The final scenes of the 2014 film Selma, which depicts Martin Luther King Jr.’s struggle for federal voting rights legislation to protect African Americans in the South, leave viewers applauding, content with our nation’s civil rights progress after witnessing a concrete example of how a protest effected meaningful national change. But what the movie doesn’t provide is an update — a scene that flashes forward almost 50 years to show how the exact rights granted to blacks who marched across Alabama in demonstration have recently been eroded by our highest court and then by states across the country.
The Golden Globe-nominated film stars the powerful David Oyelowo as King and depicts the 1965 Selma to Montgomery voting rights marches which eventually led President Lyndon Johnson to sign the Voting Rights Act of 1965 into law. While the film has been scrutinized for its depiction of Johnson as an obstructionist who had to be repeatedly persuaded by King to pass the landmark legislation, the overall takeaway from the film is the historic voting rights success caused by the activism of African Americans and other civil rights champions in Alabama.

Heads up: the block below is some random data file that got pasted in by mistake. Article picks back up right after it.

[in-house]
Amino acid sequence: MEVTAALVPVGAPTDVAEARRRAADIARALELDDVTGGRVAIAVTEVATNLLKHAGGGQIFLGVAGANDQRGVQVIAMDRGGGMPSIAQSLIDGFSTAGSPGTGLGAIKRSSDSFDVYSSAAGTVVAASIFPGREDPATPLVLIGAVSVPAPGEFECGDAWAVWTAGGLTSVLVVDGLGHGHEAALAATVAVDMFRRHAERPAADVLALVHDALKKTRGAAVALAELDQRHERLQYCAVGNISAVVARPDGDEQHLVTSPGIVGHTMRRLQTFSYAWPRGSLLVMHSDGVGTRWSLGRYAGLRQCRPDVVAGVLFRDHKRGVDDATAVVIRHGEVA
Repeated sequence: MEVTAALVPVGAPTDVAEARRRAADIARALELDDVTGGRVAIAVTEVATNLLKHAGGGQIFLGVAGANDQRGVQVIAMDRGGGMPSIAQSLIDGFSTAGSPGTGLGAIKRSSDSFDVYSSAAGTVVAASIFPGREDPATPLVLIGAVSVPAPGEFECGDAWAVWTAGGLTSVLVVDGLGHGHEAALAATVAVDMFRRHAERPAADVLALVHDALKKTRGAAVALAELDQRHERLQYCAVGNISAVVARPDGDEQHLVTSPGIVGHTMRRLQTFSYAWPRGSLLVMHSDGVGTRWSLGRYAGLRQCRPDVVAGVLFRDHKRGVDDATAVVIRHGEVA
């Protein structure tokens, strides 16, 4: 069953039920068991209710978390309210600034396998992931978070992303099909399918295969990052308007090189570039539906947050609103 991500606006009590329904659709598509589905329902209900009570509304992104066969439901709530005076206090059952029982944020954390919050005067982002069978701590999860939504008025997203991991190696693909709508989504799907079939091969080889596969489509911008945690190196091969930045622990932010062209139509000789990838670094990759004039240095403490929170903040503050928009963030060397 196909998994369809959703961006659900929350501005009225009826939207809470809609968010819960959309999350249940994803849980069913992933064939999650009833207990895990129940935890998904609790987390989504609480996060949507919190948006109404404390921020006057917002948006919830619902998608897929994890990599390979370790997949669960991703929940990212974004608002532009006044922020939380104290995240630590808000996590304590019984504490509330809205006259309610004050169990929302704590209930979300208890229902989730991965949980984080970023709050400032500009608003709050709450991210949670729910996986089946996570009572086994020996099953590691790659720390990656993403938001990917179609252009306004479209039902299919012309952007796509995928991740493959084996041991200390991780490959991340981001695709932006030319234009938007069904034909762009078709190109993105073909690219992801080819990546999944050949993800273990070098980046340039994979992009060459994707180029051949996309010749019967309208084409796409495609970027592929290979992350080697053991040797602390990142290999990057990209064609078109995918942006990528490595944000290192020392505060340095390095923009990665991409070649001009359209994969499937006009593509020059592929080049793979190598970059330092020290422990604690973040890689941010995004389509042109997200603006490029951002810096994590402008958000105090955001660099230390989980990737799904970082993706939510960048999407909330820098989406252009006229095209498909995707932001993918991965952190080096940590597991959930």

Though the entire film portrays just a few months of the mid 1960s, it’s a strong representation of how far the country has come from when Jim Crow laws including poll taxes and literacy tests prevented voting to the passage of the legislation which regulates elections and prohibits racial discrimination in voting. The radical Jim Crow laws are depicted early in the movie when Oprah Winfrey’s character is forbidden from registering to vote because she cannot name all of the regional judges in Alabama.
The release of African American director Ava DuVernay’s film at the end of a year filled with racial tensions — from the shooting and subsequent protests in Ferguson to Eric Garner’s death in New York — makes the film especially poignant. But even more striking is how the very rights championed by King have been eroded since the U.S. Supreme Court’s decision in 2013 which effectively struck down the heart of Johnson’s Voting Rights Act.